- Curtis Boyd's Southwestern Women's Options in Albuquerque, New Mexico. (Stated limit: 28 weeks)
- LeRoy Carhart's AbortionClinics.org in Bethesda, Maryland. (Stated limit: 27 weeks)
- Josepha Seletz's Sinai Medical Center in Beverly Hills, California. (Stated limit: 24 weeks)
- Martin Haskell's Women's Med Center in Dayton, Ohio. (Stated limit: 22 weeks)
For at least the fourth consecutive year, the national average cost of a first-trimester abortion has increased. In 2018, the average cost was $598. That is 3.5 percent higher than in 2015.
Costs vary by the type of abortion and the kind of facility conducting the abortion.
The national average for first-trimester surgical abortions was $612.47 in 2018. Abortion-inducing drugs obtained at surgical abortion facilities cost an average of $583.79.
The same abortion drugs were actually higher at facilities that only offer abortion drugs. The average cost at those clinics was $596.72.
In fact, the average cost of an abortion at a medication abortion facility has risen higher and faster than abortion-inducing drugs obtained at facilities that also offer surgical abortions. This is despite lower overhead costs and the fact that they tend to be less regulated in many states. In California, for example, abortion drugs can be prescribed by non-physicians, including physician assistants, nurse practitioners, and midwives, who commonly earn less than licensed physicians.
The state with the highest average cost for a first-trimester abortion is Wyoming at $1,099. The lowest cost was found in Virginia with the average price of $389 for a first-trimester surgical procedure.
Abortion Wait Times
In spite of claims from the Abortion Cartel that women must endure long waits to obtain abortions and dire predictions that pro-life legislation would result in increased wait times, survey results show that the opposite is actually true.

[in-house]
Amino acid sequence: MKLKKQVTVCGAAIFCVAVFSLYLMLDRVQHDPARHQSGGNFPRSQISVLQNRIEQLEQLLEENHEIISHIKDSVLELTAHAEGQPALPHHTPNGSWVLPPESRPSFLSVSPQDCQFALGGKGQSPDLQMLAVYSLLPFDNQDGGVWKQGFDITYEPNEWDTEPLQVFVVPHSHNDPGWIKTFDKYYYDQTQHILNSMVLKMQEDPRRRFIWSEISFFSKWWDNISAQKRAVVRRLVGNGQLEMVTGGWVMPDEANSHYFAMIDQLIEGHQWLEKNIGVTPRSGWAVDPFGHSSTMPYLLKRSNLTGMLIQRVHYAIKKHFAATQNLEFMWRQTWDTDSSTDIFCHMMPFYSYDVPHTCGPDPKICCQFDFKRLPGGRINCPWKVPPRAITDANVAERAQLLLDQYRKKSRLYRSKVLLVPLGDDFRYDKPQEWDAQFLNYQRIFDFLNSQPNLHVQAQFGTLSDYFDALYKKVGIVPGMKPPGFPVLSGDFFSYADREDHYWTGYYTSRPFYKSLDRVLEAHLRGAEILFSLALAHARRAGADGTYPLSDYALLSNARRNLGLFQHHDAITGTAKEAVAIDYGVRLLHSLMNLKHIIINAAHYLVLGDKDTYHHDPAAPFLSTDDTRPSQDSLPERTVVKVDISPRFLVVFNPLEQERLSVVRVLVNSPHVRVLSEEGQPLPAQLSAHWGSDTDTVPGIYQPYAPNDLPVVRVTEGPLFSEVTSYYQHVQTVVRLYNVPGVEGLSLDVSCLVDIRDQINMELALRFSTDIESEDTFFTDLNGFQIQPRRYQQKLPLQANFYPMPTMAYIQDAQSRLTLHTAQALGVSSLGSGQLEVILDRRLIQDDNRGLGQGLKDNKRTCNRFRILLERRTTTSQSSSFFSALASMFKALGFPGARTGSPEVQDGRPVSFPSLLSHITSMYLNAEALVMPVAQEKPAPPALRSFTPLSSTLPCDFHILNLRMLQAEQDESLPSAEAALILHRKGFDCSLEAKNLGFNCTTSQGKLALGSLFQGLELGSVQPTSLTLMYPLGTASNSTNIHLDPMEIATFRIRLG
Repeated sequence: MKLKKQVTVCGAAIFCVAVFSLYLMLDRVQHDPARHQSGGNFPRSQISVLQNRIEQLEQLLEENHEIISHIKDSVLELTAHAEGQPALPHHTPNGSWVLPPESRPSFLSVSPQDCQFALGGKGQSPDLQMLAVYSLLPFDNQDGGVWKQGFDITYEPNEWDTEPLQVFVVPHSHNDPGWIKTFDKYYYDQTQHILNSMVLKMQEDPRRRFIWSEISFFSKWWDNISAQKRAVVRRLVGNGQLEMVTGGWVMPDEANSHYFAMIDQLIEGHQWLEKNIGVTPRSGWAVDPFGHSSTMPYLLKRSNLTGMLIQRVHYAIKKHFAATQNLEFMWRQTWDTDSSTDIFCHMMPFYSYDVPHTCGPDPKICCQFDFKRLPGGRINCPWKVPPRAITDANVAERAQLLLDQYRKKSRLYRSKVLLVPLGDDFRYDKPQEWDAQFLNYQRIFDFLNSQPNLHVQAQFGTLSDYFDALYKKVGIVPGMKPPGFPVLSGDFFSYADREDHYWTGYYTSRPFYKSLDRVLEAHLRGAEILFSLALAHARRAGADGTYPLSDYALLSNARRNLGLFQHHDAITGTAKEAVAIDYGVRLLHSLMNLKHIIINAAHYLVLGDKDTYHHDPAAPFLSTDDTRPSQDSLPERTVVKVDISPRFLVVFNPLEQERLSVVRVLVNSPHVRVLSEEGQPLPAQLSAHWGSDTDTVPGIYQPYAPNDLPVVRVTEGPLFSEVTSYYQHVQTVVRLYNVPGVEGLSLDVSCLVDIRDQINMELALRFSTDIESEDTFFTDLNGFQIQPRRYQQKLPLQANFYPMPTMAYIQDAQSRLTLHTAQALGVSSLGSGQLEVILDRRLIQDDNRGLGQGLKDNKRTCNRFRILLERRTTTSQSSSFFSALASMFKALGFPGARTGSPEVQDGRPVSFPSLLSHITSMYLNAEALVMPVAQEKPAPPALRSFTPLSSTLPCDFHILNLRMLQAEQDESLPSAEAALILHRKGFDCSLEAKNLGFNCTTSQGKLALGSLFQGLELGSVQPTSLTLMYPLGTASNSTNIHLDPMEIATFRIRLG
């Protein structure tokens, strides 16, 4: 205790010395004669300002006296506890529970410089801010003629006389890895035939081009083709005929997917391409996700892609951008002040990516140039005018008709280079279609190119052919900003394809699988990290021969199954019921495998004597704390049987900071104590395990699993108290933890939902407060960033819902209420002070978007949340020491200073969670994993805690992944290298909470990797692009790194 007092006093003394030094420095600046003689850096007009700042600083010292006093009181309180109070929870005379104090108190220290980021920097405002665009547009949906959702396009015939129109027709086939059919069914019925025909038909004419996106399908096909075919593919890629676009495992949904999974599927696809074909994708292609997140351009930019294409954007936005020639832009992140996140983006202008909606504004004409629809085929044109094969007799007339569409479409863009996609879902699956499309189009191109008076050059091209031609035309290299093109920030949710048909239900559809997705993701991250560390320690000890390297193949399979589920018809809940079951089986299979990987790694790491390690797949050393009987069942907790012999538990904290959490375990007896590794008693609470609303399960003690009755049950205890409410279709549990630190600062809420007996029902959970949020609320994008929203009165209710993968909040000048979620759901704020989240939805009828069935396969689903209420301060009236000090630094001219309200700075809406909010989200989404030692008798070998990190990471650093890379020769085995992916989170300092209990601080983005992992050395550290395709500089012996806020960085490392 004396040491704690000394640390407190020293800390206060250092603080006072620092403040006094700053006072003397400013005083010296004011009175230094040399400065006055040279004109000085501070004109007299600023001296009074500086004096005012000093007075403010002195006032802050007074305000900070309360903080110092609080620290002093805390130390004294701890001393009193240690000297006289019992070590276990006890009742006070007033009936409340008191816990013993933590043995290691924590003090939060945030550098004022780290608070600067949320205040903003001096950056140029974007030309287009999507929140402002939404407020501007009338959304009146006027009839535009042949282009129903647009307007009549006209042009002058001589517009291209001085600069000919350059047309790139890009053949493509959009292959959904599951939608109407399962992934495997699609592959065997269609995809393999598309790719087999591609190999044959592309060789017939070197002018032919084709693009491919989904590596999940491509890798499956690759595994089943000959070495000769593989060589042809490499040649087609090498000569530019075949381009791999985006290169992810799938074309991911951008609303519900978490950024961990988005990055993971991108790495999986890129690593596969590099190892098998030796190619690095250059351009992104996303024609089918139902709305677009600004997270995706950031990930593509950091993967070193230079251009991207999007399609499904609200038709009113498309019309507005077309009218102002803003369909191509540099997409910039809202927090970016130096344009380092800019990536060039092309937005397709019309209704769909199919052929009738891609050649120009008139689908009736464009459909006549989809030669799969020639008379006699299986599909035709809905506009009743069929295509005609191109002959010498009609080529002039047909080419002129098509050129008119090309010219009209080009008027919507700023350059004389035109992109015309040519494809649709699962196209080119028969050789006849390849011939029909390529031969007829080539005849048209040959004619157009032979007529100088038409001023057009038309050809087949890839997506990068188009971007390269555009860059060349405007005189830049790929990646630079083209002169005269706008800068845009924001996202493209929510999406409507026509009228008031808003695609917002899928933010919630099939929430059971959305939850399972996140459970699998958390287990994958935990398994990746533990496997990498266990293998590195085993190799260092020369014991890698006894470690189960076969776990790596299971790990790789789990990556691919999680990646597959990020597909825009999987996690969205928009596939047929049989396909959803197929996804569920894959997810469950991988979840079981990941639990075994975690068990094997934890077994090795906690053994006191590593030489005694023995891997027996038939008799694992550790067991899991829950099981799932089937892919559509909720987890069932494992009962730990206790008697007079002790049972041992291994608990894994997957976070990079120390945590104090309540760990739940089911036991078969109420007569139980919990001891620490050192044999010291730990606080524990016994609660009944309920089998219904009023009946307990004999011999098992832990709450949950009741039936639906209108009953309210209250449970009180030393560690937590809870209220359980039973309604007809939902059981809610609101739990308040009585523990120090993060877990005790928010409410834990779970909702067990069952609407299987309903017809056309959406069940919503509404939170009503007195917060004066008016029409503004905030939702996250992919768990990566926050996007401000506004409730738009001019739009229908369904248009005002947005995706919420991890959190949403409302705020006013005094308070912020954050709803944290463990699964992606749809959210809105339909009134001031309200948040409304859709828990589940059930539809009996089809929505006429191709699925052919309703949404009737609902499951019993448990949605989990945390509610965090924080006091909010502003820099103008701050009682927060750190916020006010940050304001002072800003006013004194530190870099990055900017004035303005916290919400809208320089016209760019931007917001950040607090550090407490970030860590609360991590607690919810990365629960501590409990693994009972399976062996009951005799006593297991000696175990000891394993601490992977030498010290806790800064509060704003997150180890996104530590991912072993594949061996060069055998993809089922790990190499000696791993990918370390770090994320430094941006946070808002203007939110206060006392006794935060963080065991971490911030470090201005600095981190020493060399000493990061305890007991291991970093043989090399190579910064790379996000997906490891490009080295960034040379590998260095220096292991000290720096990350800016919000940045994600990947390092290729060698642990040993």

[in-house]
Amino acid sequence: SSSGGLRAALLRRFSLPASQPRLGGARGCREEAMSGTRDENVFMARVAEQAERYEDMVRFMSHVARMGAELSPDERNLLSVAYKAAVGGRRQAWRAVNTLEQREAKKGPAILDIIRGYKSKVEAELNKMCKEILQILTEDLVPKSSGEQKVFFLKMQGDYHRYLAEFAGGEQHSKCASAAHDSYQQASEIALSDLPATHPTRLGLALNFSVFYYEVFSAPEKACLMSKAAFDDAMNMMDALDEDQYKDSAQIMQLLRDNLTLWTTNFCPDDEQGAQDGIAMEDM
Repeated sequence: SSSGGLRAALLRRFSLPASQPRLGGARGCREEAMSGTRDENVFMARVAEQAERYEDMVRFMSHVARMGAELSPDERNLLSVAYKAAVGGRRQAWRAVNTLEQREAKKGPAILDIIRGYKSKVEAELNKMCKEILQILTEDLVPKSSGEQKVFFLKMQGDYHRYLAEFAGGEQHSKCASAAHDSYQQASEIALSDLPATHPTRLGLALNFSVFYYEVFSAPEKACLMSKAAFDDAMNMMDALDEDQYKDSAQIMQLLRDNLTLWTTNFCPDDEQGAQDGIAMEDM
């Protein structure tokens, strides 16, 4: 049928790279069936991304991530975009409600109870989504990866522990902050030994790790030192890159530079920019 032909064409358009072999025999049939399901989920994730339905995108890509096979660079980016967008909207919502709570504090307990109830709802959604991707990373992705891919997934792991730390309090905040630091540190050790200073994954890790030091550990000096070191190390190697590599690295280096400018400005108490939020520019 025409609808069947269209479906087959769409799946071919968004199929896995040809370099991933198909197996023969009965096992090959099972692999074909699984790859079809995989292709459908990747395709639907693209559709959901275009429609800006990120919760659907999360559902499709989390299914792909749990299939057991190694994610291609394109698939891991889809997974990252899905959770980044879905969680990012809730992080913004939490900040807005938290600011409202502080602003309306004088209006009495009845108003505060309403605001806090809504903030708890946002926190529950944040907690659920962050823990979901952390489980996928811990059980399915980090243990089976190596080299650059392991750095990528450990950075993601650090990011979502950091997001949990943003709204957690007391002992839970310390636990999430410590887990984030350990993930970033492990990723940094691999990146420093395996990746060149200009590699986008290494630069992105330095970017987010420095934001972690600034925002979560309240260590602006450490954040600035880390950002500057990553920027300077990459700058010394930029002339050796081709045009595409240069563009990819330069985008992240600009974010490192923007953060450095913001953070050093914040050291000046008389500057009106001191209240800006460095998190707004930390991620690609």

Today, from the time a woman contacts an abortion facility until the time she actually receives an abortion is an average of 6.56 days nationwide. That is down from an average wait of 8.5 days in 2015, even though the number of abortion facilities has decreased and a plethora of new state laws has been enacted since then.
“Our data debunks the claims of the Abortion Cartel, who love fear-mongering over pro-life legislation without any factual basis for their angst,” said Operation Rescue President Troy Newman. “While we would prefer to see average abortion wait times increase, our data clearly shows the hysteria over how long women wait to receive abortion is completely fallacious and is wrongly being used to oppose life-saving legislation around the country.”
Overall, Operation Rescue's 2018 survey of abortion clinics shows that while the number of abortion facilities are decreasing, the number of late-term abortion facilities is falling at a much greater rate.
This could be the result of a dropping demand for the unpopular and expensive late-term abortion procedures. Pro-life efforts to expose these gruesome abortions and their high risk factors, along with a public political dialogue about abortion appear to have influenced this trend.
Planned Parenthood's rapid growth into the very late-term abortion market is notable. This expansion took place under the leadership of former CEO Cecile Richards. With Planned Parenthood now under the leadership of Leana Wen, who is attempting to focus the public on other services Planned Parenthood provides, it will be interesting to see if its expansion into the very late-term abortion market continues.
The price of an abortion continues to rise. Abortion clinics are struggling to meet new state laws, keep abortionists on staff, and cope with an overall decrease in demand for abortions. It is likely that abortion businesses are attempting to offset their losses by passing price increases on to their customers.
With brisk competition for every abortion dollar, clinics appear particularly motivated to get women in for abortions as soon as they possibly can to reduce the chances women might change their minds or go elsewhere. This is reflected in the lower average wait time for abortion.
The evidence of shorter waits on average for abortion appointments soundly discredits pro-abortion arguments that pro-life laws have caused women to endure long wait times.
“I am very pleased with the results of the 2018 survey. It shows overall that abortion clinics are closing faster than they are opening and that efforts to counter that trend by the Abortion Cartel have not been successful,” said Newman. “When abortion clinics close, lives are saved. We can take heart in knowing that the days of child-killing through abortion in this country are numbered.”
Published with permission from Operation Rescue.